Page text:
Excessive valuations.

Highlighting risks and volatility.

Appropriateness of sell ratings.

Short-selling by hedge funds (pushing the envelope?)

Management’s reaction to negative research (legal action).

Management’s reaction to negative research (restricting information).

Mis-selling and not highlighting risks.

Highlighting investment risks (credit crisis of 2007/08, U.S.)

Highlighting investment risks (credit crisis of 2007/08, global).

Highlighting investment risks (general).

Evaluating risks and catalysts.

Catalysts and consensus.

Market liquidity and contagion risks.

Foreign exchange and interest rate risks.

Currency risks.

Earnings risks.

Brand theft risk.

Brand theft.

Brand usurping.

Cashflow and liquidity risks.

Valuation risks.

Modeling and miscalculation risks.

Modeling risks.

Mispricing risks.

Information risk.

M&A risks.

Corporate governance risks.

Gauging corporate governance risks.

Social responsibility.

Corporate governance (social responsibility—rankings).

Durability of brand names.

Corporate governance (social responsibility—the mass-consumer market).

Corporate governance (social responsibility—corporate governance excellence).

Executive remuneration.

Corporate governance (executive remuneration).

Corporate governance (executive remuneration—disclosures).

Executive insider trading.

Corporate governance (executive insider trading).

Equal treatment of shareholders.

Corporate governance (equal treatment of shareholders).

Corporate governance (related-party transactions).

Corporate governance (equal treatment of shareholders—related-party transactions).

Corporate governance (vote manipulation).

Corporate governance (independent non-executive directors).

National interest.

Corporate governance (national interest).

Corporate governance (national interest—strategic industries).

Corporate governance (national interest—sovereign wealth funds).

Risk management.

Corporate governance (false statements by issuers).

Corporate governance (risk management and rogue traders).

Corporate governance (transparency of operations).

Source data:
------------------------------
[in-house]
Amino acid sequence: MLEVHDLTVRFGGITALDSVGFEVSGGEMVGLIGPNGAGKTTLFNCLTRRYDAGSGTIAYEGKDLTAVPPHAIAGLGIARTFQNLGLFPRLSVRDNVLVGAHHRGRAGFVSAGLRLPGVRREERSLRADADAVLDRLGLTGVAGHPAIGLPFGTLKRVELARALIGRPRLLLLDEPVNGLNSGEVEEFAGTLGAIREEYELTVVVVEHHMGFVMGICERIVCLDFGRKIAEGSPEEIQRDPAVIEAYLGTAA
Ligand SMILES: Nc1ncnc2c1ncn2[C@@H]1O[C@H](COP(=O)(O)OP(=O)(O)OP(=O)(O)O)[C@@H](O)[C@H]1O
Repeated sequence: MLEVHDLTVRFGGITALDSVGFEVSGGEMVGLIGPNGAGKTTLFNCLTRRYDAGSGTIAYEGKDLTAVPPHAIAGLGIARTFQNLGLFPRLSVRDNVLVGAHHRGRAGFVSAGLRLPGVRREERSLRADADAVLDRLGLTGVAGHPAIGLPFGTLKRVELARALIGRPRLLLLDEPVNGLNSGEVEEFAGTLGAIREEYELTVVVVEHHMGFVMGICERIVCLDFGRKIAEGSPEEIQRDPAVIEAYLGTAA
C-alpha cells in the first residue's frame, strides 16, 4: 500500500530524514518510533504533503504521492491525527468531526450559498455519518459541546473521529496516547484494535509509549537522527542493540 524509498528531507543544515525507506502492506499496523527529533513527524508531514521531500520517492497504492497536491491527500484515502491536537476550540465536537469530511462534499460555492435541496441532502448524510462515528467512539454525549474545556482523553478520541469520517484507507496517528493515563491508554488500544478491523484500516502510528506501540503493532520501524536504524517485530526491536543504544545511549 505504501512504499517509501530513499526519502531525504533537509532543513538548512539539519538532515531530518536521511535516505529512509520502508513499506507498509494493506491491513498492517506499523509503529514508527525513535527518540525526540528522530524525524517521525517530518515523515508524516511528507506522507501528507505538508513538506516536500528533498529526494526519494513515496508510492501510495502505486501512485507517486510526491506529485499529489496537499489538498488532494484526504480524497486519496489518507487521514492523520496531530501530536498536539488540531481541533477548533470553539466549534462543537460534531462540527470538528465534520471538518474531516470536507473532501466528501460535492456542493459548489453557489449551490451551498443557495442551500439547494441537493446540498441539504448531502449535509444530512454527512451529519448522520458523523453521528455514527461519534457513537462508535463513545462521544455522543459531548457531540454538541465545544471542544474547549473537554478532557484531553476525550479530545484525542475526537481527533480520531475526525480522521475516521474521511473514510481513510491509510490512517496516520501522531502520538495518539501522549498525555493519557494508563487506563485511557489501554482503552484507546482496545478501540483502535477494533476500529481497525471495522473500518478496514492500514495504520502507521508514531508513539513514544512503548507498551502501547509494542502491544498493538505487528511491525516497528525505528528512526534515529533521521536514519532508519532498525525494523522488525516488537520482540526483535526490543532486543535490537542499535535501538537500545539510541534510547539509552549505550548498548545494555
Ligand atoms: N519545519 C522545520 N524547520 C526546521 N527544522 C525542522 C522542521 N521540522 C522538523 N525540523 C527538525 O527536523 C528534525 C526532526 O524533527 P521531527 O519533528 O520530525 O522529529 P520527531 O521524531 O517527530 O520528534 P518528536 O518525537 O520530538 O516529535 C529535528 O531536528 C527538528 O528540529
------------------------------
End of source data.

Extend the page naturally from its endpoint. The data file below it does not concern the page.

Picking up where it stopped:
Ponzi schemes.

Corporate governance (risk management and money-laundering, bribery and corruption).

Credit rating risks.

Analyzing risk (credit rating agencies).

Due diligence by investment bankers.

Due diligence (failures).

Chapter 3: Independence of Research and Conflicts of Interest.

Key points.


Separating research and banking.

Conflicts of interest (global settlements).

Conflicts of interest (collateralized debt obligations).

Conflicts of interest (auction-rate securities).

Managing contacts between analysts and bankers.

Disclosures of interests and relationships.

Conflicts of interest (private trading contrary to recommendations).

Analyst certification.

Conflicts of interest (disclosures).

Writing research on banking clients.

Conflicts of interest (watch lists).

Conflicts of interest (managing apparent conflicts).

"Pre-deal" research.

Conflicts of interest (pre-deal research).

Influencing of analysts by issuers.

Conflicts of interest (bribes).

Conflicts of interest (favors).

Conflicts of interest (issuers guiding analysts).

Conflicts of interest (employment).

Independent research firms.

Alleged conflicts of interest (independent research firms).

Paying for sell-side research.

Transparency in paying for research (inappropriate payments).

Paying for credit ratings.

Chapter 4: Non-research: E-mails, Blogs and Internal Communications.

Key points.

Approval of e-mail and media appearances.

Objective commentary on non-rated companies.


E-mails as research.

Retention of e-mails.

"Internal Use Only".

Chapter 5: General Writing, Editing and Publishing Considerations.

Key points.


Getting the message across.

Headlines and covers.

Standards of taste.

Bullets, key points and executive summaries.

Publishing and distribution.

Writing the text.

Writing rules.

Use the right word.

Vocabulary for attributing forward-looking comments (using "will").

Measurements and direction/degree of movement.

Vocabulary for describing movement and performance.

Words to avoid or use carefully.

Bullshit Bingo (vocabulary and phrases).

Clarity of communication.

Clarity, consistency, conformity and continuity.

Be consistent or explain inconsistencies.

Editorial departments and style guides.

Translations into different languages.


Publishing independent yet integrated reports.

Sensitivity to politics and religion.

Sensitivity to politics and religion.

Correcting errors.

Courses of corrective action.

Materiality of the error.

Publishing of out-of-date story.


Helping the reader.